Selling a property that's part of a trust can get complicated, so it's a good idea to get a handle on the process before you start.

Each trust is different. First, talk to the trust's lawyer — ideally the one who was involved in setting it up. They will be able to check the terms to ensure whether its assets can be sold (some are protected from sale).

Check the trust has an IRD number — you will need one to sell the property. There may also be tax implications, depending on when it was bought and whether it is the main family home. If the property can be sold, all the trustees must agree.

A legal resolution documenting the decision to sell must be signed by the trustees.

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Once this is in train, start thinking about how to sell the property. Selling it privately will need a registered valuer's assessment, a requirement of the Trustee Act. But while a private sale can save you money on commission, it can be complex.

If you use an estate agent, the trustees must agree on the particular agent.

It's a good idea to nominate one or two trustees to be in control of the process. Ensure they document all conversations and decisions. Again, ask your lawyer for advice.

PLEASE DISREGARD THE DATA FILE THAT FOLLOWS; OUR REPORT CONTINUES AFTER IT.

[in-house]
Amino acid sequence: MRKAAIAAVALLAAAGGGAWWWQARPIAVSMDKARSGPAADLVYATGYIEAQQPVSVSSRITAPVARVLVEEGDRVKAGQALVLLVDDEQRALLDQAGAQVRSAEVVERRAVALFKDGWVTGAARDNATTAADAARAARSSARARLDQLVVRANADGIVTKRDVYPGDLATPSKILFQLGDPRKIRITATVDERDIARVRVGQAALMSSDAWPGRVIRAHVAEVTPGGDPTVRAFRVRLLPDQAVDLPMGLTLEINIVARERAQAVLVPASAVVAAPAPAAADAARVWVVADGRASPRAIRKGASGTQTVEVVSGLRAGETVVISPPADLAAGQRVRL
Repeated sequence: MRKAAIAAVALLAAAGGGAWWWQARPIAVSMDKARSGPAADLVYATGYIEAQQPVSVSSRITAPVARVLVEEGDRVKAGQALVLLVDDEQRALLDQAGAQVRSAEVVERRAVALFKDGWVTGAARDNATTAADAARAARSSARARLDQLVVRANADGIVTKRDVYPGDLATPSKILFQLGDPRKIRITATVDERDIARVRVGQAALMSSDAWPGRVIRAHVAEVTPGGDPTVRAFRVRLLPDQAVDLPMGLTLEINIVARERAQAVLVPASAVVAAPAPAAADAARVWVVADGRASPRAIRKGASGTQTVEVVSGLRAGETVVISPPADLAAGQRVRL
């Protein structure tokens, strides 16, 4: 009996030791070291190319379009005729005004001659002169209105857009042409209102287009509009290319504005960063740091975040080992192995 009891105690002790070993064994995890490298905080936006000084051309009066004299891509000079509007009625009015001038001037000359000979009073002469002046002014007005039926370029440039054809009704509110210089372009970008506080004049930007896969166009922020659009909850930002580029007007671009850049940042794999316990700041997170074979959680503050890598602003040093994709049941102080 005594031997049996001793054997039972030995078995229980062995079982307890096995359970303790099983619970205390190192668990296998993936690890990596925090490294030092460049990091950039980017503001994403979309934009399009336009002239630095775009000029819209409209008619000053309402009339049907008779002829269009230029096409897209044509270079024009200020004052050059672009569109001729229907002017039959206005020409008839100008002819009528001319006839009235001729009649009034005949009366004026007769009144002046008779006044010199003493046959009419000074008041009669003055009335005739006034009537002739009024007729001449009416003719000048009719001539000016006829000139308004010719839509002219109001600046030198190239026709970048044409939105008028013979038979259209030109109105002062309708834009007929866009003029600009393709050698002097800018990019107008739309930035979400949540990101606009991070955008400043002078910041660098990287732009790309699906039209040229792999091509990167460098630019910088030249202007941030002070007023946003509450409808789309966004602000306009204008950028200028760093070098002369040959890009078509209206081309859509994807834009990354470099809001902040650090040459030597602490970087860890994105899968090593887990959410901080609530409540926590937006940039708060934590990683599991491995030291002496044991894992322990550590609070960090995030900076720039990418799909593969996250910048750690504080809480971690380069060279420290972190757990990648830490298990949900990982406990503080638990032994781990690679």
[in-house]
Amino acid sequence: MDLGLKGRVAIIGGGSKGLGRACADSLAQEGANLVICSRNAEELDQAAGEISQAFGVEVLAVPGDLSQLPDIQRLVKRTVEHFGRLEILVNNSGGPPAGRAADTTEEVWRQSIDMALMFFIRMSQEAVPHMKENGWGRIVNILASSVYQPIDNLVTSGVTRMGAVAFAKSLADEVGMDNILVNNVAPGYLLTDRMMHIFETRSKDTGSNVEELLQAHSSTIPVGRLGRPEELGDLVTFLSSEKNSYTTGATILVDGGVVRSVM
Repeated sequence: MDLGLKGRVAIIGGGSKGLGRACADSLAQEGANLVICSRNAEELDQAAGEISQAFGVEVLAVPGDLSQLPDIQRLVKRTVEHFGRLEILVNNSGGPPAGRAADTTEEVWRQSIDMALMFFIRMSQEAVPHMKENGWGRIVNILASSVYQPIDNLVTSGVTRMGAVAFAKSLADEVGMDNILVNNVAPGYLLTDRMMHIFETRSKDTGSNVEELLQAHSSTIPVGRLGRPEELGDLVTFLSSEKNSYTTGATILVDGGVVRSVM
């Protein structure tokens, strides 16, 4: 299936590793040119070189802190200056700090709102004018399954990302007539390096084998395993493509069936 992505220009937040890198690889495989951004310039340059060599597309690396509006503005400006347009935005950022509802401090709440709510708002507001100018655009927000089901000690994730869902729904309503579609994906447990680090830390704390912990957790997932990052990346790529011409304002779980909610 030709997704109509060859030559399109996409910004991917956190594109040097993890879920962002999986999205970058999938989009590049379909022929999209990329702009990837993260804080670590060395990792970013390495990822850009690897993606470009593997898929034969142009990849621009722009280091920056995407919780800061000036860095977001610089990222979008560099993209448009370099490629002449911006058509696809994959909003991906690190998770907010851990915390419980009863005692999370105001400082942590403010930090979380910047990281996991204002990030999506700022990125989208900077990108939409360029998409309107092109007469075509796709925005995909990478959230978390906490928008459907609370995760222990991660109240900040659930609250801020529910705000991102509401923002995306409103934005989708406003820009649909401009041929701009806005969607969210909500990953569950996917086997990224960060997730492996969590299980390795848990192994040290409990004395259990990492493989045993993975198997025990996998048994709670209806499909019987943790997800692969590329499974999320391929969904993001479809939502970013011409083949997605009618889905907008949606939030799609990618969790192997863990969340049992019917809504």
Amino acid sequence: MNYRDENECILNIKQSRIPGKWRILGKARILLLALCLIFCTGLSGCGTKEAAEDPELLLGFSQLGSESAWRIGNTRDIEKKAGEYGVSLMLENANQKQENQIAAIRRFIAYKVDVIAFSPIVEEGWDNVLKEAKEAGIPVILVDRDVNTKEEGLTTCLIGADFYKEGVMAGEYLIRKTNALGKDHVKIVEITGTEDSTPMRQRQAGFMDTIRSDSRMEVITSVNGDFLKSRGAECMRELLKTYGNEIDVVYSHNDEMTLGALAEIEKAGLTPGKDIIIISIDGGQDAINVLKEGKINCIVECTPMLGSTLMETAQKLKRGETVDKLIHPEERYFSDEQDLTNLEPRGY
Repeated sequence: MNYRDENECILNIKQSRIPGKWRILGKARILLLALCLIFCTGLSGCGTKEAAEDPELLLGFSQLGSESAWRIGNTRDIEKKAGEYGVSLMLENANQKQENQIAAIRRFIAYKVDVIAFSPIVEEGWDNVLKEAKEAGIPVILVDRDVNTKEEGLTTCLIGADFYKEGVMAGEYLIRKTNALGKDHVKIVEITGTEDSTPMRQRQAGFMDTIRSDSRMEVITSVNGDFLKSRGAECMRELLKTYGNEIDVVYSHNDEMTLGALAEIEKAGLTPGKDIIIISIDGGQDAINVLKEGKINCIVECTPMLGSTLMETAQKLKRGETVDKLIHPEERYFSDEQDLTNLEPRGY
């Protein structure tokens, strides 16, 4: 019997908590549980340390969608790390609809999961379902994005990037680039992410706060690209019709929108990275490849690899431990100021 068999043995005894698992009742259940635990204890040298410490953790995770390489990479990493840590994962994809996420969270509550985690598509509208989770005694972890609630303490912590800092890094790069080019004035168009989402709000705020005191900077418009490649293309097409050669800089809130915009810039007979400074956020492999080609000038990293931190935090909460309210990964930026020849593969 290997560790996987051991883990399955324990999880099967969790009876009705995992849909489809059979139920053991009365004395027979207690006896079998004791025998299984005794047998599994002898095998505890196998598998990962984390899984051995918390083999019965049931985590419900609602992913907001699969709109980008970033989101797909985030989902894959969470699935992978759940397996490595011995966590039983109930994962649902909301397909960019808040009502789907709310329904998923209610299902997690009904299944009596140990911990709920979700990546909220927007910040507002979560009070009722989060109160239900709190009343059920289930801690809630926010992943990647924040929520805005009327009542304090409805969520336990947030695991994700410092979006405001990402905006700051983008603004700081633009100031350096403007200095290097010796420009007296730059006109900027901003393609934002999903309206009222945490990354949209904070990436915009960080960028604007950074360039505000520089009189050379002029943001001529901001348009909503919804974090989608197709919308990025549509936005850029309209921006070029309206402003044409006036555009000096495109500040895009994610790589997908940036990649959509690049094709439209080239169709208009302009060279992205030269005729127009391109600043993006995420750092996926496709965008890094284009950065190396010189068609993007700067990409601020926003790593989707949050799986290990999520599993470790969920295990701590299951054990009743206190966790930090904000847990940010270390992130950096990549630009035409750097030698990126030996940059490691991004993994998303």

A trustee has to meet a number of legal obligations. For example, if you allowed the property or other assets to be sold cheaply, you could be liable for breaching your duty of diligence and prudence.

The trustees, even if they are not all involved in selecting the estate agent and method of sale, must sign the agency agreement to list the property.

It's a contract between the trust and real estate agent that sets out how the property will be marketed and what the commission will be if it is sold.

Again, this must be documented in trustee resolutions in case something goes wrong later. When the property is sold — again, when all trustees are happy with the price and conditions — they must sign the sale and purchase agreement.

The buyer's deposit will be held in a lawyer's or estate agent's trust account. After settlement, the trust's assets register should be updated to reflect the sale.

Upon settlement, you need your lawyer or conveyancer to hold proceeds (less any fees) in the family trust's bank account. The proceeds will remain in the family account until they are distributed in accordance with the trust deed.